At the time, the FCC had a backlog of over applications and had decided not to proceed with action on further applications until the backlogged requests could be filled. After the backlog was cleared, many applications were filed for licenses. The Gazette Company didn't want to compete for a license and decided to withdraw the initial application.
At the time, the FCC had a backlog of over applications, and had decided not to proceed with action on further applications until the backlogged requests could be filled. After the backlog was taken care of, many applications were filed for licenses.
The Gazette Company didn't want to compete for a license, and decided to withdraw the initial application.
The station signed on in Initially, the station was known as KCRI because the other investors didn't want to have the new television station so closely identified with the Gazette.
The radio station also took the KCRI calls because one of the television station's managers suggested that every mention of "KCRG" on air was a promotion for the newspaper—one for which the Gazette would have to pay each time.
Since that time the station has remained under the ownership of Gazette Communications. KCRG started broadcasting in high definition television in January They also had the first news helicopter, "NewsCopter 9," in Iowa.
KCRG has a digital subchannel called "Local 9. The remainder of the screen has a news ticker, current weather conditions, rotating weather images and program listings. KCRG aired wall-to-wall coverage of the Great Iowa Flood of from June 11 to 15, and continued to operate out of their downtown studios despite the flooding.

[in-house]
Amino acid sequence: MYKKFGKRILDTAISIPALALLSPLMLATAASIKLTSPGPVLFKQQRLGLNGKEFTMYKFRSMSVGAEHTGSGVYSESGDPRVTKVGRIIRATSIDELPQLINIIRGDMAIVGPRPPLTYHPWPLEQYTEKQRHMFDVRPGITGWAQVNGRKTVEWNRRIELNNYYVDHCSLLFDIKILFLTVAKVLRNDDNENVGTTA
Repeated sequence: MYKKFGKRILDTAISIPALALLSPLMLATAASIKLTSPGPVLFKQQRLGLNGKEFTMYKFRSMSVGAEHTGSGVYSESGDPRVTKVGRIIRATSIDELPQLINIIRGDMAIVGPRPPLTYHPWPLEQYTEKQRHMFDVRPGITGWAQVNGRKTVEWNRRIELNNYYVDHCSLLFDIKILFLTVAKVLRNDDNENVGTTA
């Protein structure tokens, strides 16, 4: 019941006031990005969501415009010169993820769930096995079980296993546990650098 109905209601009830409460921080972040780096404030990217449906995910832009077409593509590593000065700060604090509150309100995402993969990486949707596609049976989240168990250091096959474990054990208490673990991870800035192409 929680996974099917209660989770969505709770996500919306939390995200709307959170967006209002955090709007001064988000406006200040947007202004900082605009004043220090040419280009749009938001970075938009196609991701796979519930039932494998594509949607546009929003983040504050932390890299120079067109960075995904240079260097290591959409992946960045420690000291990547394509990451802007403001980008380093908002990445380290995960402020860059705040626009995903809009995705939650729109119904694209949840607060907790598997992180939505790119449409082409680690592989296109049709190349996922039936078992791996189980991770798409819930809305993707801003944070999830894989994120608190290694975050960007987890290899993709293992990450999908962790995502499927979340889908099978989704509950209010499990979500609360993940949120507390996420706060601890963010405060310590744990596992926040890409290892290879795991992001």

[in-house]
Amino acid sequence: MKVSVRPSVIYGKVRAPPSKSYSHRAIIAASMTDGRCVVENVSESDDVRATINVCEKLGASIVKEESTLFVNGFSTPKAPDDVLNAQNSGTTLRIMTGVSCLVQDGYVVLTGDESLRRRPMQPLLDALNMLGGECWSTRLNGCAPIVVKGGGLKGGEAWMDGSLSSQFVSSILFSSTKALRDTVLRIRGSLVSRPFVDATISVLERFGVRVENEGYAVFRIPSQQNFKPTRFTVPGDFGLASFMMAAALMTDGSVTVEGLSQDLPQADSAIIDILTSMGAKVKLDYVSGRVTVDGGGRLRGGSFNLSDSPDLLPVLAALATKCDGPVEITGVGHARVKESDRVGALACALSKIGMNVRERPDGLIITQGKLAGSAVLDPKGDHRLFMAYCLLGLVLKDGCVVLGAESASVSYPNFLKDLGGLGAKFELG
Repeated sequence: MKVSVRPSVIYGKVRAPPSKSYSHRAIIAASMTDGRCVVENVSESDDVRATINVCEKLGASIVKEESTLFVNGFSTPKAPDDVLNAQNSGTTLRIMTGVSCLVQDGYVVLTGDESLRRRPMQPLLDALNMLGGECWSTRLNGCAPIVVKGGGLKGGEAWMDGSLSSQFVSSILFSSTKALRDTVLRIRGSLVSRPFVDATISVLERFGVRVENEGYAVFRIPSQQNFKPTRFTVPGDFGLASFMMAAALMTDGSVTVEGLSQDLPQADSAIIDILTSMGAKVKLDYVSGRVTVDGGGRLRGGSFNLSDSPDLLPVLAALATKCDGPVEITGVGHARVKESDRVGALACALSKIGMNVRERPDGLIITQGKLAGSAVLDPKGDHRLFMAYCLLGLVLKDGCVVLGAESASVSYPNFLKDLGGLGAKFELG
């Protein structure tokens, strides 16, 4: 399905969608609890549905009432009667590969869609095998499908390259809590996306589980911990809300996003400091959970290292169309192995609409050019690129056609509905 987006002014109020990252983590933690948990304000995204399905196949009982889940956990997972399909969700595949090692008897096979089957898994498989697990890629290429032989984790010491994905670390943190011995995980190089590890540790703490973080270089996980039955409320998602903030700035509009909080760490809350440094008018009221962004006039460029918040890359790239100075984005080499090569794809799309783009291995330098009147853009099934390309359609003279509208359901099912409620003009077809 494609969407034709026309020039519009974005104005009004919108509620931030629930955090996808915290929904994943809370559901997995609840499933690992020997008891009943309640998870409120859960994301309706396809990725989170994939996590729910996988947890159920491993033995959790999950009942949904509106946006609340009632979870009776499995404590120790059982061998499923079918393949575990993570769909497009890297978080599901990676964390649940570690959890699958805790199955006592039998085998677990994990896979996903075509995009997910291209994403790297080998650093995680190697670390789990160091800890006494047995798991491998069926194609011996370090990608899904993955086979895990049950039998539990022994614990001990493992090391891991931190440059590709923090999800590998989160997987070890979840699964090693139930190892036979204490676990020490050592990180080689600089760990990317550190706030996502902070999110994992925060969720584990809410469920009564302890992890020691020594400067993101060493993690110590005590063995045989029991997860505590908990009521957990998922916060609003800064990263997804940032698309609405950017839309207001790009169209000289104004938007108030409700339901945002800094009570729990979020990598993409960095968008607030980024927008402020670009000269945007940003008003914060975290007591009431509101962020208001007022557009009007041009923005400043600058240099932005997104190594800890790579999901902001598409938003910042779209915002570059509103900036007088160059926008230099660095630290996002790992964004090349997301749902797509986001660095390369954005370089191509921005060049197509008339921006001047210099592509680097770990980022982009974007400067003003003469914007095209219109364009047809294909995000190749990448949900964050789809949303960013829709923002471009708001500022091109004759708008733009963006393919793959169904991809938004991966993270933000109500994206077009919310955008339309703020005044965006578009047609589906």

Network coverage of the NBA Finals as a consequence was aired on 9.
Chris Earl - weekend evenings; also reporter Ashley Hinson - weekday mornings and 11 a. Sports Director John Campbell and reporter Dave Franzman have also been with the station since the s.
Meteorologist Denny Frary was the station's longest-running on-air personality, working on KCRG from until he retired on November 17, Upon Frary's retirement, several pieces aired with friends and associates sharing a few words on Frary, and a roast ceremony was held the night prior to his retirement.
The station had attempted to convert on February 17, with the majority of other Cedar Rapids stations, but the FCC requested they maintain one analog commercial network signal for the market for the remaining four months.
Date Accessed: July 29,